Panasonic’s flagship rangefinder style, MFT format Lumix DMC-GX7 is a complete overhaul of the earlier GX1, announced late 2011. The new model adds several notable features over the original including a high-resolution, widescreen format tilting electronic viewfinder with proximity sensor, pull out tilting rear screen and for the first time from the maker, a new in-body stabilization system. As with other models from the firm, the GX7 has promising video capabilities with Full HD 1080p AVCHD clips up to 60 fps, including a 24 fps option.
The GX7 is said to include a new 16Mpix Live MOS type sensor featuring a ‘redesigned on-chip lens’ arrangement with a 10% increase in color saturation. The consumer electronics giant also claim a 25% improvement in signal to noise ratio and a 10% increase in detail, though it’s not clear if the firm is referring to the GX1 or the later, video-oriented GH3, as both models share a Live-MOS type sensor with the same pixel count.
- 16MP Live MOS sensor
- In-body image stabilization (works with any lens)
- Front and rear control dials
- Flip-up, 1024 x 768 pixel (2.3M dot equivalent) electronic viewfinder
- 3-inch tilting LCD
- 3-level focus peaking
- 1080 video at 60p/60i/24p in MP4 or AVCHD format
- Built-in Wi-Fi with NFC
- Magnesium-alloy frame
- 1/8000th second max shutter speed, 1/320th flash sync speed
- Highlight and shadow curve adjustments
- Built-in pop-up flash
- Large contoured grip
With a DxOMark Sensor score of 70 points the image quality of the GX7 is competitive and closes the gap in performance with the best APS-C size sensors used in rival mirrorless models. The sensor has high color depth (at 22.6 bits) and a wide dynamic range of 12.2 Evs. Even the Low-Light ISO score of 718 ISO is not far behind the larger APS-C size sensors used by rival offerings. Each score is similar to the firm’s high-end Lumix DMC-GH3, which is Panasonic’s best performing model, and suggests the sensor in the GX7 is a derivative rather than a completely new design.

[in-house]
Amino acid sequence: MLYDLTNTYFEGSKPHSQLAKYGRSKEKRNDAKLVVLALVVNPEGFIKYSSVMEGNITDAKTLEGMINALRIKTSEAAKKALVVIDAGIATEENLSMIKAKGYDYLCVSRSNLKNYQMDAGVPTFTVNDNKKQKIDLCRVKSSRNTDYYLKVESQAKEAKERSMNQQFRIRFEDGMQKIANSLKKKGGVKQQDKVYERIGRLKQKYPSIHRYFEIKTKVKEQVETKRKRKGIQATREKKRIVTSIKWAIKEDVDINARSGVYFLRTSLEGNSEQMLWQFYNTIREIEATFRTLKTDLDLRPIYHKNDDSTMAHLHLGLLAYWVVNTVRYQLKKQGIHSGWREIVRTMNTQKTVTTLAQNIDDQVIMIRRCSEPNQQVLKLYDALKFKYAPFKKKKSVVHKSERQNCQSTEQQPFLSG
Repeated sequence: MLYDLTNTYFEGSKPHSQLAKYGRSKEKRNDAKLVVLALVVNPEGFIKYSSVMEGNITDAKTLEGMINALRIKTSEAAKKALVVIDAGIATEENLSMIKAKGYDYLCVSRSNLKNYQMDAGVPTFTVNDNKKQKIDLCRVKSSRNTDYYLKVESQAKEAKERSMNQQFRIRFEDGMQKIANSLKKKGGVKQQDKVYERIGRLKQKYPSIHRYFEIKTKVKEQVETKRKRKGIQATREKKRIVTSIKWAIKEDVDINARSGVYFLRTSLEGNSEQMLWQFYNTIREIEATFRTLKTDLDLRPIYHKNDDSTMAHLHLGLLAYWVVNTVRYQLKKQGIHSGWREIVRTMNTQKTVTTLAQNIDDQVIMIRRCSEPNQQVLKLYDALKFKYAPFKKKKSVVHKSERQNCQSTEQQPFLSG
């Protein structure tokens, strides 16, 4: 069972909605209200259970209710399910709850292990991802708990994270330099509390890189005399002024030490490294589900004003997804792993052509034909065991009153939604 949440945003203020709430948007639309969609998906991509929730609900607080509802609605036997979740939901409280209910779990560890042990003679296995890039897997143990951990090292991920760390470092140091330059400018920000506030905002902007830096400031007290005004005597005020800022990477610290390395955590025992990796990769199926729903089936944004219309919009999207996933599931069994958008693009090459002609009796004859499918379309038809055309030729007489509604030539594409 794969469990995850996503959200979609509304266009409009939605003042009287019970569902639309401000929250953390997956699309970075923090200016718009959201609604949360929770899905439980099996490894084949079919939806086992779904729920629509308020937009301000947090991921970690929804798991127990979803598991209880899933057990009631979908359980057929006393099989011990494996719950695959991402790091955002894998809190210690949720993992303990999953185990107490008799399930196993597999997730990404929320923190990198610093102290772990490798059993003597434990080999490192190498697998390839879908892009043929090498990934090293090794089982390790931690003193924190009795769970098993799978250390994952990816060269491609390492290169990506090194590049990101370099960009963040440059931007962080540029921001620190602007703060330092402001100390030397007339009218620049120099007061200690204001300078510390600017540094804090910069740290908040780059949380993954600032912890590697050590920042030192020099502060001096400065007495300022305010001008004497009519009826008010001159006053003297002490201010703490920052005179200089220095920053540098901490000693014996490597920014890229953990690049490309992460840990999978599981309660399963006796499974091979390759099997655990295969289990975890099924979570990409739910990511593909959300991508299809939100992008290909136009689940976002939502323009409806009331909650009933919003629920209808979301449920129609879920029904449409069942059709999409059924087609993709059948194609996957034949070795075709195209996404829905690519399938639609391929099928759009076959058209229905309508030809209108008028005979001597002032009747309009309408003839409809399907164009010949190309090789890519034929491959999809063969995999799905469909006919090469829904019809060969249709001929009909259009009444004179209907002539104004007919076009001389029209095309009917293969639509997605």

Compared to rival offerings, the GX7 performs very similarly to that of the Olympus PEN E-P5 (a model that’s thought to share the same sensor as the Olympus OM-D E-M5 and the Panasonic GH3) and it’s only -1/3 of a stop in overall image quality behind the 16-Mpix Sony NEX-6.
The eight-point lead of the Sony is slight in real terms. With a Color Depth Score of 22.6 bits, the GX-7 is -2/3 stop behind the Sony, and around -1 stop less than that model in dynamic range. Perhaps most telling of all is the gains made in the low-light score. It’s just -1/2 stop less compared with the Sony, and around -1/3 less than the Olympus.
The Panasonic Lumix GX7 is certainly a compelling model. Not only does it now feature in-body stabilization (that’s compatible with any lens fitted) but it also silences critics of the original GX1 over the lack of an EVF. Couple that with the competitive performance of the new 16-Mpix L-MOS sensor and you have a camera that’s classy, refined and very capable.